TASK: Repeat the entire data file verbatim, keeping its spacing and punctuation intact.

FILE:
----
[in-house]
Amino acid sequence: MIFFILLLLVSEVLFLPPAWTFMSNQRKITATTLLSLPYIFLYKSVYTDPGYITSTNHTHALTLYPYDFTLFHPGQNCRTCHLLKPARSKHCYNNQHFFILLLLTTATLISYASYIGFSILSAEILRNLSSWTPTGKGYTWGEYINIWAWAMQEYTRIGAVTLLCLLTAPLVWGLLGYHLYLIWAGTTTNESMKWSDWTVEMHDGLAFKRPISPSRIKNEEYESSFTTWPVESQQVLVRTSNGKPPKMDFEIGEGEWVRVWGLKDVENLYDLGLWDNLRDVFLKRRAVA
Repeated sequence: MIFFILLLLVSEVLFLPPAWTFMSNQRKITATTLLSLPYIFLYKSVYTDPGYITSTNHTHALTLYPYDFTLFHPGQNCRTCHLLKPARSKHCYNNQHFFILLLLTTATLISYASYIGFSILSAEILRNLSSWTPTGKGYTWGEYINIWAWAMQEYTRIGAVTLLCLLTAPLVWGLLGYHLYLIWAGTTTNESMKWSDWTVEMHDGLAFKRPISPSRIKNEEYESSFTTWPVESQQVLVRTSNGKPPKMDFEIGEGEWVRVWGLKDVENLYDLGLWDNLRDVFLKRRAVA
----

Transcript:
[in-house]
Amino acid sequence: MIFFILLLLVSEVLFLPPAWTFMSNQRKITATTLLSLPYIFLYKSVYTDPGYITSTNHTHALTLYPYDFTLFHPGQNCRTCHLLKPARSKHCYNNQHFFILLLLTTATLISYASYIGFSILSAEILRNLSSWTPTGKGYTWGEYINIWAWAMQEYTRIGAVTLLCLLTAPLVWGLLGYHLYLIWAGTTTNESMKWSDWTVEMHDGLAFKRPISPSRIKNEEYESSFTTWPVESQQVLVRTSNGKPPKMDFEIGEGEWVRVWGLKDVENLYDLGLWDNLRDVFLKRRAVA
Repeated sequence: MIFFILLLLVSEVLFLPPAWTFMSNQRKITATTLLSLPYIFLYKSVYTDPGYITSTNHTHALTLYPYDFTLFHPGQNCRTCHLLKPARSKHCYNNQHFFILLLLTTATLISYASYIGFSILSAEILRNLSSWTPTGKGYTWGEYINIWAWAMQEYTRIGAVTLLCLLTAPLVWGLLGYHLYLIWAGTTTNESMKWSDWTVEMHDGLAFKRPISPSRIKNEEYESSFTTWPVESQQVLVRTSNGKPPKMDFEIGEGEWVRVWGLKDVENLYDLGLWDNLRDVFLKRRAVA